“The Next Generation of mail clients”:http://home.dataparty.no/kristian/reviews/nextgen-mua/; reviews from Linux Weekly news. I haven’t finished reading yet, but looks to be pretty comprehensive, and worth reading if you’re looking for a client (and use Windows - 3 of the reviewed mail clients work on Windows)
Entries Tagged 'Quests/Email Client' ↓
March 25th, 2004 — Quests/Email Client
August 29th, 2003 — Quests/Email Client
Recently I’ve been looking at, and thinking about, email clients. I’ve been using “Eudora”:http://www.eudora.com/ now for nearly 2 years, and have been getting more and more dissatisfied with it. I have somewhere over 80000 emails in folders/mailboxes; currently I recieve over 2000 emails a month (mostly from mailing lists) but before I unsubscribed from many of them I was getting nearly 7000 messages a month.
Email is data. And the problem with today’s email clients is that most weren’t designed to handle the volume of messages we receive today.
Opera’s “M2″:http://www.opera.com/m2/ has pointed the way. Access points, a central database of messages… all good. But I think it needs taking further.
Many of us red high volume mailing lists. If you’re on too many (which is very easy, as so many have the occasional interesting/useful thread), it gets hard to keep up and pick out the messages of interest. I’d like to see some kind of in-built AI, along the lines of the Bayesian spam filters, that depending on your ranking of previous messages flags those it thinks you’d be most interested in.
Access points, or views as some people call them, are extremely useful. Instead of having a rule to copy all messages containing a certain string to a folder, I set up a view. This prevents having duplicate messages with the consequental increase in disk space required.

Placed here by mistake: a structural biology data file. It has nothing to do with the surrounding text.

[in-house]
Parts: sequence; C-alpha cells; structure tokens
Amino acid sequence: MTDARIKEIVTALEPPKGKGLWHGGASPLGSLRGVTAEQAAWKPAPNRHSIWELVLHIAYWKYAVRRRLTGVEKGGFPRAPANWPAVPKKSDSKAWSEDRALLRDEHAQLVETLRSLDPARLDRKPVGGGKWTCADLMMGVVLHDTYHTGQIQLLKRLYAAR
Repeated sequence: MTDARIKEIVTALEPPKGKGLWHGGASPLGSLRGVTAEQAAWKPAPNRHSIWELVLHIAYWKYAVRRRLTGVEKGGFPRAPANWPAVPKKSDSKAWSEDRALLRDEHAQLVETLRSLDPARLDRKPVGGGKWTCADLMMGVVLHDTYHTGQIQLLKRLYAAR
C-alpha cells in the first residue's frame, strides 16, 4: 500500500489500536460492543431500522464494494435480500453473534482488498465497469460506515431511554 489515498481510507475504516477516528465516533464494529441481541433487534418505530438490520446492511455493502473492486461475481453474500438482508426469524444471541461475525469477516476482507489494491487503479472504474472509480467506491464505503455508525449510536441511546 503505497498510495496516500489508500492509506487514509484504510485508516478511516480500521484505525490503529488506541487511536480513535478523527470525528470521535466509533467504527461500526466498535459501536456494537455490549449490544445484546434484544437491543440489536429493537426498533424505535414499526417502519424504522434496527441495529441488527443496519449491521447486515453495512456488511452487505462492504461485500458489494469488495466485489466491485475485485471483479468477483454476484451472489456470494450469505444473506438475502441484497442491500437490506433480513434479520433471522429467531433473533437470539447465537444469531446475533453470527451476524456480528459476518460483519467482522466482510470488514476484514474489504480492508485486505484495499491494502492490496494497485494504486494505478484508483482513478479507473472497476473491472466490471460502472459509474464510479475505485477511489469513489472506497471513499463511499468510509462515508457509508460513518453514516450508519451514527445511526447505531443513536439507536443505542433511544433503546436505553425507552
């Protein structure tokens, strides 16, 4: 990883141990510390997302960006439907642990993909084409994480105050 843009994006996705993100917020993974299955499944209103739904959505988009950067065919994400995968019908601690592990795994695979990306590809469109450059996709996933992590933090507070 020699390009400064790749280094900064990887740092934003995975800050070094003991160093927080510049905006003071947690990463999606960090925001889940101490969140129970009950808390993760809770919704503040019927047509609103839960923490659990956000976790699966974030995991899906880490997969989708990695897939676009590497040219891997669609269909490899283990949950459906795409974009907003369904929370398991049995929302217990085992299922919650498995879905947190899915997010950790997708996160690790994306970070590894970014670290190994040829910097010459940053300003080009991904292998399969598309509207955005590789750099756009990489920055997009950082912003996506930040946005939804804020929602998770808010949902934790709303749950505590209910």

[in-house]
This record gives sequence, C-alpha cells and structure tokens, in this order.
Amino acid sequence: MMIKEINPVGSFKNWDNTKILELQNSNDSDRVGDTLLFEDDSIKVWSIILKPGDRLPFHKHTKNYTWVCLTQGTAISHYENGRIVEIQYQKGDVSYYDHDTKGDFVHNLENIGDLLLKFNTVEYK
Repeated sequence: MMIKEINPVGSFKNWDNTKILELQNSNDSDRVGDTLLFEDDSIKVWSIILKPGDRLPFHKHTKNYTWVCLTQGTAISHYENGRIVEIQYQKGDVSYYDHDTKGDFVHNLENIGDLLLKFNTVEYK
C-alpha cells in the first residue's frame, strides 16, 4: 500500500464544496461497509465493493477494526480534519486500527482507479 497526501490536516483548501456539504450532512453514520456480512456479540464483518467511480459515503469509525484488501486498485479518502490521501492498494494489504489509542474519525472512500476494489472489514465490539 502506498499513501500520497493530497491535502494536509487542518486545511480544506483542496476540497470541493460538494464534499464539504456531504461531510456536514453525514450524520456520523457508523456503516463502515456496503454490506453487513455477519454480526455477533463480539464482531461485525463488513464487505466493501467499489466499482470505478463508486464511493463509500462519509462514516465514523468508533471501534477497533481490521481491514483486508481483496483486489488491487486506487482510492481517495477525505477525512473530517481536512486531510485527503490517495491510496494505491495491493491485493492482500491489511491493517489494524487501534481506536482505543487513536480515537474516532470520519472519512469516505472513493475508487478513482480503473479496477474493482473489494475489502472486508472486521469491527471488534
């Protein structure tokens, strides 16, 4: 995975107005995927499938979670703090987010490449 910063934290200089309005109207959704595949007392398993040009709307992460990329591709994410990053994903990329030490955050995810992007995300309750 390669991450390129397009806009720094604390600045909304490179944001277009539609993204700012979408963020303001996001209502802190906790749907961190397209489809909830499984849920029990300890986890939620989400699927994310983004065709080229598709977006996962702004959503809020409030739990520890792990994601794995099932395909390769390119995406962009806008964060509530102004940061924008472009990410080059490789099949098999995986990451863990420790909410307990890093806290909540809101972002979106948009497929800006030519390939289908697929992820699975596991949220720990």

I believe that newsgroups should be closely integrated. It should be (practically) invisible to the user whether the message they’re reading/replying to is an email or a newsgropu posting - after all, why should it matter?
Attachments should be able to be filtered into folders. One of my biggest complaints about “Eudora”:http://www.eudora.com/ is that I can’t do this - so photos from a couple of photo-only mailing lists end up mixed together, along with all the other -crud- attachments (”Eudora’s”:http://www.eudora.com/ @attach@ folder currently has over 900 attachments in it). This makes management of the files much harder than it should be.
I don’t want the mail client to come with an in-built spam filter. There’s plenty of stand-alone tools to do this instead, and they have the benefit that if you change email clients then you don’t have to start training all over again. I’m a great believer in each tool being specialised and only doing what it’s good at.
An email client must easily support multiple email addresses or/and POP3 accounts. I have an infinite number of addresses (due to a catch-all) and over 10 domains I manage. I need an easy way to send a message from any of them - ideally by typing the address I want into the “From” field of the message. Some email clients ‘bung’ all messages from multiple POP3 accounts into the same folder tree; others (like “The Bat!”:http://www.ritlabs.com/the_bat/) give them separate trees. I’m not sure which is best - I always use only 1 POP3 account and redirect email from all my addresses to it. An unusual approach? Maybe, but it means I only have to enter 1 password to check my email (”Eudora”:http://www.eudora.com/ won’t store the password for me).
In the end it comes back to the fact that as yet we don’t have very good information/knowledge management tools. This is the case in all areas - look at the struggles “charted in this weblog”:http://peter.mapledesign.co.uk/weblog/archives/other_weblog_tools.html as I try to find a tool suitable for posting links I find, source code, and articles like this.
h2. What’s currently available?
Short answer: loads and loads of similar email clients.
Long Answer: Plenty to keep you occupied if you want to test them. I haven’t tested many - usually because they are 30 day trials, and ’sometime in the future’ I may want to test them more seriously than I do now. Below are a few with innovative features:
Continue reading →